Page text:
It’s Christmas morning, which inspires a New-Year’s-like (except that New Year’s always feels bleak to me and this feels, well, warmer), a kind of a retrospective, in a sense. As usual, I’ve got at least three inspirations nipping at the corners of my awareness that want to get themselves down on paper; I’ll let them sort themselves out…

More and more, lately, I see things from a mile-high perspective. And usually what arises is, “Oh my God humans are so weird–what exactly is going on here?”. Take for example, last night’s foray to Candy Cane Lane–several blocks of a West Hills neighborhood, and many, many miles, I’m sure, of extension cords and Christmas lights. First of all, everyone’s in their cars. Not that this is weird in itself because it’s also cold as hell (an oxymoronic phrase which makes zero sense, but saying “as hell” just makes me feel like a badass, so whatever). It’s just that this has become how we do things here now, Covid-style: separate, but together…which is exactly what it reminds you of and is, exactly the problem with all this–but this is a topic for another post.

But what the fuck are we doing here with this? This light show is reminiscent of every small-town carnival you’ve ever been to–complete with indigent guys standing out in the freaking ice caps in ratty sweatshirts selling battery-powered lit-up balloons (that’s a LOT of batteries I think, as we weirdly roll slowly past); already something’s really off here. You know that if you witnessed this scene, replete with miles of those too-blue-colored green tangly cords and tattered old lawn decorations (made only slightly more majestic via the darkness and the twinkling lights), trotted out year after year and stabbed into patchy, weedy lawns, you’d be sad: the underbelly of the resplendent-at-night beast. Sigh. While there is kind of a tarnished sense of magic in the air–it’s yeah, for sure, tarnished. Is this just happening in MY head? Or is everyone else also looking around with just a little underlying distress? Also: what IS this?? We’re just swarming around in individual metal boxes together observing poorly painted plywood cut-outs and multicolored electric bulbs? I guess we are. Humans. Wow.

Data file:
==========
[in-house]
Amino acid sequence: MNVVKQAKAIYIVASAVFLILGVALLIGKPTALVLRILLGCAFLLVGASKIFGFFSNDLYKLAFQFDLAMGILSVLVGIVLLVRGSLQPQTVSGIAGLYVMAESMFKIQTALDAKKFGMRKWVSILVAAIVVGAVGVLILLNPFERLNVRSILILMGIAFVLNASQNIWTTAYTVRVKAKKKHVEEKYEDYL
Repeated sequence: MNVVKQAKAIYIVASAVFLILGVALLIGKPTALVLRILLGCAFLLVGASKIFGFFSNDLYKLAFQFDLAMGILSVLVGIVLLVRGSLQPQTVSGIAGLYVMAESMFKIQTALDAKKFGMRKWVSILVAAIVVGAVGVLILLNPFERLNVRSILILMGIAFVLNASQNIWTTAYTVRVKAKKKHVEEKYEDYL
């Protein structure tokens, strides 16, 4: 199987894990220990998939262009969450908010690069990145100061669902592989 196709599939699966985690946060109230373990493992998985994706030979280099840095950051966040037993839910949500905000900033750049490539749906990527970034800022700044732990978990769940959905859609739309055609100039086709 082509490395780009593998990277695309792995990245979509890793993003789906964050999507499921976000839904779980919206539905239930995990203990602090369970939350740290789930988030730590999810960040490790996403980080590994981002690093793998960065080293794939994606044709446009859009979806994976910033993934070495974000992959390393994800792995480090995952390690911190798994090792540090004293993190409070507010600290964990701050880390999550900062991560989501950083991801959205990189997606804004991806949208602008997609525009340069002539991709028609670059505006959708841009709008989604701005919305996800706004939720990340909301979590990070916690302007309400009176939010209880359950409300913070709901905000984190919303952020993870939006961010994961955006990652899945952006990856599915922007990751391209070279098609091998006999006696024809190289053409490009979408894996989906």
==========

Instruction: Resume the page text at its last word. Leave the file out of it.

And my daughter–she’s four, so, she’s both sometimes-from-a-parent-point-of-view an infuriatingly non-conformist, self-designed and peculiarly, singularly driven creature and also, for same reason, amazing. Because she could give a crap about anything she doesn’t give a crap about. Which is most things that adult humans try to foist onto her. She’s seen these lights before, so instead of standing parade-style through the sunroof and waving to other kids who are also parade-style out their sunroofs, she’s refused to wear a coat and is wrestling with the dog we’re dog-sitting in the backseat in her thin nightgown wearing, at least (at my insistence) her lama hat and yelling, “LOOK AT ME MAMA!” every 23 seconds. In short, she’s refusing to engage in this weird ritual we’re trying to sell her here, and I love her for it. I start hating the light show, the crowds, the people in their cars–half of whom (in the same car) are wearing surgical masks but in zero danger of performing any surgical procedures in their lifetime. (Life has gotten so weird here on Earth, folks).